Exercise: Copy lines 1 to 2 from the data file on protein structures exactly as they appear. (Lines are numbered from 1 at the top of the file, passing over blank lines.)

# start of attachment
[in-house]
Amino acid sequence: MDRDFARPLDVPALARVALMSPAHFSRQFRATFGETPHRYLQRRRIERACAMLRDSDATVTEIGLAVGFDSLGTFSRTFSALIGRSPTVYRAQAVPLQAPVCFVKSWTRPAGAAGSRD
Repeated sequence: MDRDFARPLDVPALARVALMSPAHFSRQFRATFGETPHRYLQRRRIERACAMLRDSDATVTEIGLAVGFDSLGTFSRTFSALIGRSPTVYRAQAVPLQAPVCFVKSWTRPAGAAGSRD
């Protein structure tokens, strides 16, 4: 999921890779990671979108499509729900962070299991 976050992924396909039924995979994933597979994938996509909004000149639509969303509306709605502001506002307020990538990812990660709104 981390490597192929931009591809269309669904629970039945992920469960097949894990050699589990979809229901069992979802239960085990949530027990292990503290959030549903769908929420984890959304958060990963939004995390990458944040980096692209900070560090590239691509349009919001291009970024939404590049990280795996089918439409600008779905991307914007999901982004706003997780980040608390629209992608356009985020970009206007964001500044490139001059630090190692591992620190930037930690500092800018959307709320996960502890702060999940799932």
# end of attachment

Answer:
[in-house]
Amino acid sequence: MDRDFARPLDVPALARVALMSPAHFSRQFRATFGETPHRYLQRRRIERACAMLRDSDATVTEIGLAVGFDSLGTFSRTFSALIGRSPTVYRAQAVPLQAPVCFVKSWTRPAGAAGSRD